The rain comes down steadily in Amsterdam. No surprise really. It is the Netherlands in late October. The walk from the train station up past three canals was too much for my shoes, as they now release a telltale squish. But still, there’s the line for the Anne Frank House, stretching all the way from one canal to the next. And even more surprising than the length of the line is that no one is raising a fuss, as they all wait patiently while the rain drips steadily from the brims of their hats. Open umbrellas are the only concession to the wet that I can see. Perhaps a little discomfort is appropriate.
“Our freedom (in Amsterdam) was severely restricted by a series of anti-Jewish degrees: Jews were required to wear a yellow star; Jews were required to turn in their bicycles; Jews were forbidden to use streetcars; Jews were forbidden to ride in cars, even their own.” Anne Frank, Saturday, June 20, 1942.
Anne Frank’s story of hiding from the Nazis for two years in the Secret Annex, and then of her death in the concentration camps, compels 1.2 million people a year to want to see behind the moveable bookcase into the hidden rooms where eight people ate and slept and survived. That is, until they didn’t. Only Anne’s father Otto returned from the camps alive.
“Jews were required to do their shopping between 3 and 5 p.m.; Jews were required to frequent only Jewish-owned barbershops and beauty parlors; Jews were forbidden to be out on the streets between 8 p.m. and 6 a.m.” Anne Frank, Saturday, June 20, 1942.
Anne Frank’s neighborhood is no longer warehouses but million-dollar canal homes. And that price even includes the homes that lean precariously one way or the other. Literally shifting with the sands of time.
Amsterdam has more than 62 miles of canals (more than Venice) and more than 1,200 bridges. But these defensive rings of canals, built in the 16th and 17th centuries as moats, didn’t save the Jews. Of the 80,000 Jews who lived in Amsterdam, about 60,000 were murdered by the Nazis — men, women and children. That’s about every person living in West Des Moines. And don’t forget Anne Frank. She and her sister and her mother and father all ended up in Auschwitz. Anne and her sister were transferred from there and died in Bergen-Belsen — shortly before the camp was liberated.
“Jews were forbidden to go to the theaters, movies or any other forms of entertainment; Jews were forbidden to use swimming pools, tennis courts, hockey fields or any other athletic fields; Jews were forbidden to go rowing; Jews were forbidden to take part in any athletic activity in public.” Anne Frank, Saturday, June 20, 1942.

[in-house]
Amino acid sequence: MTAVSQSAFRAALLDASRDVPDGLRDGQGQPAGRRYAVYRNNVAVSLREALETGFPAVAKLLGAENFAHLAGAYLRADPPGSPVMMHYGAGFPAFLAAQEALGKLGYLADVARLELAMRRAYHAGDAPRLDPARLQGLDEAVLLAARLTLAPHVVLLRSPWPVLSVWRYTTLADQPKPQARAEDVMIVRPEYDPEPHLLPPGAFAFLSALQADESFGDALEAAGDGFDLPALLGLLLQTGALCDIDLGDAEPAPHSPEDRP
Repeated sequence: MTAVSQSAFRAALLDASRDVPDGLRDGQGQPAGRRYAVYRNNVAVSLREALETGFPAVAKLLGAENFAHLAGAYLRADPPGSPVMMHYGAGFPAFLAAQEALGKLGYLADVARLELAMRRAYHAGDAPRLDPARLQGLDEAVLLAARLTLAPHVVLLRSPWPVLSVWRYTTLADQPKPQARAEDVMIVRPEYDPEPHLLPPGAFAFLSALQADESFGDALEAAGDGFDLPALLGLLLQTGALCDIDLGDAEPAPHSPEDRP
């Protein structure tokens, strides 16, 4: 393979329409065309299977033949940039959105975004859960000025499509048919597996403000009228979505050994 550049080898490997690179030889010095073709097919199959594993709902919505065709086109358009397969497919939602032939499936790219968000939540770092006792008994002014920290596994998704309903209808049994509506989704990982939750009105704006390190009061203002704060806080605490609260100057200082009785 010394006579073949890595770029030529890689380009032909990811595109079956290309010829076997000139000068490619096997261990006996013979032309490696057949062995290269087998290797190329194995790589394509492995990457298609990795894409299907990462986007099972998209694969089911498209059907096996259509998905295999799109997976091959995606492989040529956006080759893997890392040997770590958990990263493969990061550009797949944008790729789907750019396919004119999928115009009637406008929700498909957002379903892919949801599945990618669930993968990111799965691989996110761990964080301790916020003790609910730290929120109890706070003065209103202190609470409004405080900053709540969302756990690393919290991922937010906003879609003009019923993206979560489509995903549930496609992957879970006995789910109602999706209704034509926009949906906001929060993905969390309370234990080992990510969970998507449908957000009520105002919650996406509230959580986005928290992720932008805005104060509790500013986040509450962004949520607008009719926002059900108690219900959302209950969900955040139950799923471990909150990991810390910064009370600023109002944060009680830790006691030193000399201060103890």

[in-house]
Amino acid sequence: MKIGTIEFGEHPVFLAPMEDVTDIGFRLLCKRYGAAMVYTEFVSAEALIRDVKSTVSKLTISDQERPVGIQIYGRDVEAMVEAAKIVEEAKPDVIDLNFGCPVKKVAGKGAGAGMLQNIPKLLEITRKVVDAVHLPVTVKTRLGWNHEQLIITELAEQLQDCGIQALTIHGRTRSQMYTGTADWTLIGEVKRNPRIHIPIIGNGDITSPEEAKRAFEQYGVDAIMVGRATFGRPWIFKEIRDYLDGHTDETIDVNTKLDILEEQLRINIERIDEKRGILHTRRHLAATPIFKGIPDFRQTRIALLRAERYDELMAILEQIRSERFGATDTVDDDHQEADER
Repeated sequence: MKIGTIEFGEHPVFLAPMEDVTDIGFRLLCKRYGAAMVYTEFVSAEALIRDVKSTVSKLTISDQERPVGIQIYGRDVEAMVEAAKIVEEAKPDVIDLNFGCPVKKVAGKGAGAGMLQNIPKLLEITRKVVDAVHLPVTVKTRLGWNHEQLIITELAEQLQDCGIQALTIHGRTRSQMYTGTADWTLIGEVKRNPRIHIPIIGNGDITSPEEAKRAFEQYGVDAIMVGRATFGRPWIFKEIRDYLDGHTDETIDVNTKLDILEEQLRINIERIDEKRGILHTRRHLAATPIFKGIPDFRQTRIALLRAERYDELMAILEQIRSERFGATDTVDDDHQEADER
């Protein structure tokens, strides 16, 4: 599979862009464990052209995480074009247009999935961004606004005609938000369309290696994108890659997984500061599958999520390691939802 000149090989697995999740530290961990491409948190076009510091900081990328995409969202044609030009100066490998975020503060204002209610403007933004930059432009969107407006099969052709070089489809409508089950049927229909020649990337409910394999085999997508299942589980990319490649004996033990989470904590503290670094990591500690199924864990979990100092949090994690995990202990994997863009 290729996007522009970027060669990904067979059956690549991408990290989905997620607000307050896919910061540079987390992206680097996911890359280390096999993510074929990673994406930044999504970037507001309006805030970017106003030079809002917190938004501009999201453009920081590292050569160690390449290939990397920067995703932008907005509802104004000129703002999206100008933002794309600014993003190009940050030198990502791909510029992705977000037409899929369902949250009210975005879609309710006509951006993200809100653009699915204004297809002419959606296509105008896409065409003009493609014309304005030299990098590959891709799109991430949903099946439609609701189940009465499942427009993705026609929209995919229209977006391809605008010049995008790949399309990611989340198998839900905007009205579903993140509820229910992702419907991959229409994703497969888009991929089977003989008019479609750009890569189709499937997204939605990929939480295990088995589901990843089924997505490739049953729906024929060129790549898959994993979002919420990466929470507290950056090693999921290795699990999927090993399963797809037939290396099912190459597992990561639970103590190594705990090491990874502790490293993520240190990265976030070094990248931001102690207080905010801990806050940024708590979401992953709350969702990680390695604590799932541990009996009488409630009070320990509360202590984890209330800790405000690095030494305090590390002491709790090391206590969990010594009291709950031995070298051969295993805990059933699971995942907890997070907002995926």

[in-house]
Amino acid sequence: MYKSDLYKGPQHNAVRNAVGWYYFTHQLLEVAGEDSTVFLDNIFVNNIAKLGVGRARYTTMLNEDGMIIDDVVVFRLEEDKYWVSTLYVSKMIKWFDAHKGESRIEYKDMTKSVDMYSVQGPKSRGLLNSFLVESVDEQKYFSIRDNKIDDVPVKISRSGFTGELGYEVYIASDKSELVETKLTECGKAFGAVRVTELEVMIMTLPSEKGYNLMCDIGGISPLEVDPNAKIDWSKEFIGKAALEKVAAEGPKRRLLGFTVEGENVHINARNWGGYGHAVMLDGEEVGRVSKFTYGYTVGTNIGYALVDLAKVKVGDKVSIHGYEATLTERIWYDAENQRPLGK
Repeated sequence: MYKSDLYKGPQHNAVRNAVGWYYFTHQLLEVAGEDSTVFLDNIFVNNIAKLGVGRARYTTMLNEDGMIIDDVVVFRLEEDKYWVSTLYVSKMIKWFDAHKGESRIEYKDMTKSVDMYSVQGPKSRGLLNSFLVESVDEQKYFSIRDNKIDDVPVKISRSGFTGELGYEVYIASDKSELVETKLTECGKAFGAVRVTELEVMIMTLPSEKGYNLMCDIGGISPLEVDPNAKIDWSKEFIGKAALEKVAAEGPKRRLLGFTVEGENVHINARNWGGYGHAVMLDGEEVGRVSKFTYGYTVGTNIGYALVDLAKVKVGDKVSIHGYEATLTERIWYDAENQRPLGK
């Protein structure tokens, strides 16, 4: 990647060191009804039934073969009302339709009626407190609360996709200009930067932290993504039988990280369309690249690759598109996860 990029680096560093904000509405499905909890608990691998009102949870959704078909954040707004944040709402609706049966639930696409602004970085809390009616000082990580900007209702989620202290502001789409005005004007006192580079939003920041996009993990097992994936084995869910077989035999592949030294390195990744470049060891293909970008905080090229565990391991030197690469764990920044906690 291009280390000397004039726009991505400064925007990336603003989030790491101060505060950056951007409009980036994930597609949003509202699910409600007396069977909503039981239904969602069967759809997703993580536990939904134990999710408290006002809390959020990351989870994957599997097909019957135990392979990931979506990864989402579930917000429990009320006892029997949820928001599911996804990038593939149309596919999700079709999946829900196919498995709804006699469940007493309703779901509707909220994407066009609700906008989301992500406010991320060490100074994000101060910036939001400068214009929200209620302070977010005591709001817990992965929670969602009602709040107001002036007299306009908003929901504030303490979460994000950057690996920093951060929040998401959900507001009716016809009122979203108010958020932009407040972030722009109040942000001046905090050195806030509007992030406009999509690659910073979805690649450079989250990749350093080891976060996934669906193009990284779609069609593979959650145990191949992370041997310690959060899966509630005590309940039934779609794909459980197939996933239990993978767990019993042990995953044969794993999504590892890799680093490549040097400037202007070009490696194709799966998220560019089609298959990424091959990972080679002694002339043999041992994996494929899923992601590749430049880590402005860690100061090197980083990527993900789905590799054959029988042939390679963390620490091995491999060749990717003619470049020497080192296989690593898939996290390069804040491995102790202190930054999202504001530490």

The Anne Frank House is an unusual museum. Just ask the executive director, Ronald Leopold:
“This museum is basically an empty house. It’s empty because it reflects the absence of people that should be here. The same is true for 60,000 other places in this city. There are, underneath the reality of Amsterdam that you experience right now in 2014, there are 60,000 of these empty places. This sight, this house, this position, reflects the history of these 60,000 empty places here in Amsterdam. What does this mean in 2014? I think this has to do with identity. Who am I? Who is the other? The way I perceive myself. The way I perceive others. Why do I use prejudice in categorizing people? Why is it important to be aware of that? What is the step from prejudice to discrimination? Basic questions for everybody.”
So people line up to see the Secret Annex, to remember the past and to reflect about today.
“Jews were forbidden to sit in their gardens or those of their friends after 8 p.m.; Jews were forbidden to visit Christians in their homes; Jews were required to attend Jewish Schools.” Anne Frank, Saturday, June 20, 1942.
Ronald Leopold explains: “They had to go to separate schools in 1941. In Anne’s class there were every week and every month, fewer and fewer pupils. Fewer and fewer students. And it all ended up in 1942 when there was nobody left. The same for teachers. Today, you might miss class for one thing or another, but not because you were on your way to your death.”
“It’s difficult in times like these: ideals, dreams and cherished hopes rise within us, only to be crushed by grim reality. It’s a wonder I haven’t abandoned all my ideals, they seem so absurd and impractical. Yet I cling to them because I still believe, in spite of everything, that people are truly good at heart.” Anne Frank, Saturday, July 15, 1944.
Anne Frank was arrested a few weeks after she wrote those words. And she was dead by March of 1945.
As for “never again?” Notice the windows to the Anne Frank House. Giant steel shutters on a rolling track. They’re not steel because of the rain. I ask Ronald Leopold about the shutters.
“Do you mind if I prefer not to answer?… But we’re not naive.” He shakes his head.
And the rain keeps falling.CV
Joe Weeg spent 31 years bumping around this town as a prosecutor for the Polk County Attorney’s Office. Now retired, his wife is assisting in the prosecution of war criminals in the Netherlands for several months. He’s along for the ride and writes about being an Iowan in Europe on his blog at www.joesneighborhood.com. Joe can be reached by email at email@example.com.